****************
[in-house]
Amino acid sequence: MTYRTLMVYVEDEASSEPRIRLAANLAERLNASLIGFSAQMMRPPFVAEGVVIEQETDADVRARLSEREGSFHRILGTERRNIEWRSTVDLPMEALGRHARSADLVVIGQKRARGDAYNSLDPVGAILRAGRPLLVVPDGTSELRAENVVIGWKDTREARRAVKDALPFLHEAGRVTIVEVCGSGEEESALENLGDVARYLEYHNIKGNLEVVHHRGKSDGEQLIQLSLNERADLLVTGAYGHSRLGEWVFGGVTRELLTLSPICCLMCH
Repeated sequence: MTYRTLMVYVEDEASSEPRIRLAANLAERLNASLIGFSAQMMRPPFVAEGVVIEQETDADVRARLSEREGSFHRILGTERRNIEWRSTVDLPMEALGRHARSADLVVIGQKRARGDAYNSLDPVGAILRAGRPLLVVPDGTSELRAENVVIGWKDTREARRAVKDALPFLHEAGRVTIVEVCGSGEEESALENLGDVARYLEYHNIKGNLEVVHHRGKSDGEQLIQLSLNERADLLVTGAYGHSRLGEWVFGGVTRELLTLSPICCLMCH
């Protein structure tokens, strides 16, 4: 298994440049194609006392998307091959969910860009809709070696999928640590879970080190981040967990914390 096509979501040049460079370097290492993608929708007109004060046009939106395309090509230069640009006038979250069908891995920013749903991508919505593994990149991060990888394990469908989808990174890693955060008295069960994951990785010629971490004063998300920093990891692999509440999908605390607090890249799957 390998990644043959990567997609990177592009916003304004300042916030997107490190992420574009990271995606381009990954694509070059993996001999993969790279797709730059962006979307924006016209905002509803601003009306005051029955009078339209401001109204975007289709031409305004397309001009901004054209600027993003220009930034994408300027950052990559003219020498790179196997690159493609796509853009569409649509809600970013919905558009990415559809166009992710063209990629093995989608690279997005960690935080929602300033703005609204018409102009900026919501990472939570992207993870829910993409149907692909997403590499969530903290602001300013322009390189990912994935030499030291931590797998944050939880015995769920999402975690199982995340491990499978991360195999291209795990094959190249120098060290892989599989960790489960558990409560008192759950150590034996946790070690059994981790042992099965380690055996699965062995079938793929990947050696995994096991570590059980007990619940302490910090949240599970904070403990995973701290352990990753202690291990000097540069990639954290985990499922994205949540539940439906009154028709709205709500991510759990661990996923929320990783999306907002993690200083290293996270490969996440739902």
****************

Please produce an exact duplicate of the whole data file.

[in-house]
Amino acid sequence: MTYRTLMVYVEDEASSEPRIRLAANLAERLNASLIGFSAQMMRPPFVAEGVVIEQETDADVRARLSEREGSFHRILGTERRNIEWRSTVDLPMEALGRHARSADLVVIGQKRARGDAYNSLDPVGAILRAGRPLLVVPDGTSELRAENVVIGWKDTREARRAVKDALPFLHEAGRVTIVEVCGSGEEESALENLGDVARYLEYHNIKGNLEVVHHRGKSDGEQLIQLSLNERADLLVTGAYGHSRLGEWVFGGVTRELLTLSPICCLMCH
Repeated sequence: MTYRTLMVYVEDEASSEPRIRLAANLAERLNASLIGFSAQMMRPPFVAEGVVIEQETDADVRARLSEREGSFHRILGTERRNIEWRSTVDLPMEALGRHARSADLVVIGQKRARGDAYNSLDPVGAILRAGRPLLVVPDGTSELRAENVVIGWKDTREARRAVKDALPFLHEAGRVTIVEVCGSGEEESALENLGDVARYLEYHNIKGNLEVVHHRGKSDGEQLIQLSLNERADLLVTGAYGHSRLGEWVFGGVTRELLTLSPICCLMCH
């Protein structure tokens, strides 16, 4: 298994440049194609006392998307091959969910860009809709070696999928640590879970080190981040967990914390 096509979501040049460079370097290492993608929708007109004060046009939106395309090509230069640009006038979250069908891995920013749903991508919505593994990149991060990888394990469908989808990174890693955060008295069960994951990785010629971490004063998300920093990891692999509440999908605390607090890249799957 390998990644043959990567997609990177592009916003304004300042916030997107490190992420574009990271995606381009990954694509070059993996001999993969790279797709730059962006979307924006016209905002509803601003009306005051029955009078339209401001109204975007289709031409305004397309001009901004054209600027993003220009930034994408300027950052990559003219020498790179196997690159493609796509853009569409649509809600970013919905558009990415559809166009992710063209990629093995989608690279997005960690935080929602300033703005609204018409102009900026919501990472939570992207993870829910993409149907692909997403590499969530903290602001300013322009390189990912994935030499030291931590797998944050939880015995769920999402975690199982995340491990499978991360195999291209795990094959190249120098060290892989599989960790489960558990409560008192759950150590034996946790070690059994981790042992099965380690055996699965062995079938793929990947050696995994096991570590059980007990619940302490910090949240599970904070403990995973701290352990990753202690291990000097540069990639954290985990499922994205949540539940439906009154028709709205709500991510759990661990996923929320990783999306907002993690200083290293996270490969996440739902």